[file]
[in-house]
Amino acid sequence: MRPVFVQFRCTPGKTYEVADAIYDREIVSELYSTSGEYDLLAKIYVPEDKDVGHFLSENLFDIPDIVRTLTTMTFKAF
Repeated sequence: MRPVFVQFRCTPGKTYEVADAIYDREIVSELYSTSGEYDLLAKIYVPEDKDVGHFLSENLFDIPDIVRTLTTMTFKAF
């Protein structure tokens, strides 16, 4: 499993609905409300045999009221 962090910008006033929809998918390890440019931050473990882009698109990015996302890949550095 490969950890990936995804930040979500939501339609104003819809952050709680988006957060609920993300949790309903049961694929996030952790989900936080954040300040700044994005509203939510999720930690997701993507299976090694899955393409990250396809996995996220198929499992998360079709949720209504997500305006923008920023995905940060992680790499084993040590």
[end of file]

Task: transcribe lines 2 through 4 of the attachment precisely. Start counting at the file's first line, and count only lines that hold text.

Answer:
Amino acid sequence: MRPVFVQFRCTPGKTYEVADAIYDREIVSELYSTSGEYDLLAKIYVPEDKDVGHFLSENLFDIPDIVRTLTTMTFKAF
Repeated sequence: MRPVFVQFRCTPGKTYEVADAIYDREIVSELYSTSGEYDLLAKIYVPEDKDVGHFLSENLFDIPDIVRTLTTMTFKAF
């Protein structure tokens, strides 16, 4: 499993609905409300045999009221 962090910008006033929809998918390890440019931050473990882009698109990015996302890949550095 490969950890990936995804930040979500939501339609104003819809952050709680988006957060609920993300949790309903049961694929996030952790989900936080954040300040700044994005509203939510999720930690997701993507299976090694899955393409990250396809996995996220198929499992998360079709949720209504997500305006923008920023995905940060992680790499084993040590």